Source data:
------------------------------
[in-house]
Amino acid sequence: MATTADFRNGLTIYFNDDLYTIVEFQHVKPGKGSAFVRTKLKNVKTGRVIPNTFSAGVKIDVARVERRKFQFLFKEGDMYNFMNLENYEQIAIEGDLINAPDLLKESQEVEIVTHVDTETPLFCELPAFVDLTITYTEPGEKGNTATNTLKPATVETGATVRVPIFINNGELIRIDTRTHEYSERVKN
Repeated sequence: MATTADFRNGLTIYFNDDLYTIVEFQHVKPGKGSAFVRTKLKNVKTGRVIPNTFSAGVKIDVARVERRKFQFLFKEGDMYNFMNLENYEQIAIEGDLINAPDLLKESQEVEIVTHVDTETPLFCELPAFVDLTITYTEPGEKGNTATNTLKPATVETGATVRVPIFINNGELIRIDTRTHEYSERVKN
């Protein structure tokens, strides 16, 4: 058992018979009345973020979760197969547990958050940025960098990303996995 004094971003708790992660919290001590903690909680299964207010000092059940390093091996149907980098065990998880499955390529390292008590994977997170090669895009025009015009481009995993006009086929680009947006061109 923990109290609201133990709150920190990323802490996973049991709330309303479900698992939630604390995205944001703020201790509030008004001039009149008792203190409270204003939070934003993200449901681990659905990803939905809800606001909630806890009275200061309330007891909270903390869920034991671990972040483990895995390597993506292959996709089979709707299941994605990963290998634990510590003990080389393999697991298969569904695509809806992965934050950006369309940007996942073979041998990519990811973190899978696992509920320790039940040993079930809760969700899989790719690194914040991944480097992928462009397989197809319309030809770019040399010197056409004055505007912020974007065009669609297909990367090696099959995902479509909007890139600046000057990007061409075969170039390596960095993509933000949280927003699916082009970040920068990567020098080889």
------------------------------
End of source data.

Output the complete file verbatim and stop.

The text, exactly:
[in-house]
Amino acid sequence: MATTADFRNGLTIYFNDDLYTIVEFQHVKPGKGSAFVRTKLKNVKTGRVIPNTFSAGVKIDVARVERRKFQFLFKEGDMYNFMNLENYEQIAIEGDLINAPDLLKESQEVEIVTHVDTETPLFCELPAFVDLTITYTEPGEKGNTATNTLKPATVETGATVRVPIFINNGELIRIDTRTHEYSERVKN
Repeated sequence: MATTADFRNGLTIYFNDDLYTIVEFQHVKPGKGSAFVRTKLKNVKTGRVIPNTFSAGVKIDVARVERRKFQFLFKEGDMYNFMNLENYEQIAIEGDLINAPDLLKESQEVEIVTHVDTETPLFCELPAFVDLTITYTEPGEKGNTATNTLKPATVETGATVRVPIFINNGELIRIDTRTHEYSERVKN
């Protein structure tokens, strides 16, 4: 058992018979009345973020979760197969547990958050940025960098990303996995 004094971003708790992660919290001590903690909680299964207010000092059940390093091996149907980098065990998880499955390529390292008590994977997170090669895009025009015009481009995993006009086929680009947006061109 923990109290609201133990709150920190990323802490996973049991709330309303479900698992939630604390995205944001703020201790509030008004001039009149008792203190409270204003939070934003993200449901681990659905990803939905809800606001909630806890009275200061309330007891909270903390869920034991671990972040483990895995390597993506292959996709089979709707299941994605990963290998634990510590003990080389393999697991298969569904695509809806992965934050950006369309940007996942073979041998990519990811973190899978696992509920320790039940040993079930809760969700899989790719690194914040991944480097992928462009397989197809319309030809770019040399010197056409004055505007912020974007065009669609297909990367090696099959995902479509909007890139600046000057990007061409075969170039390596960095993509933000949280927003699916082009970040920068990567020098080889």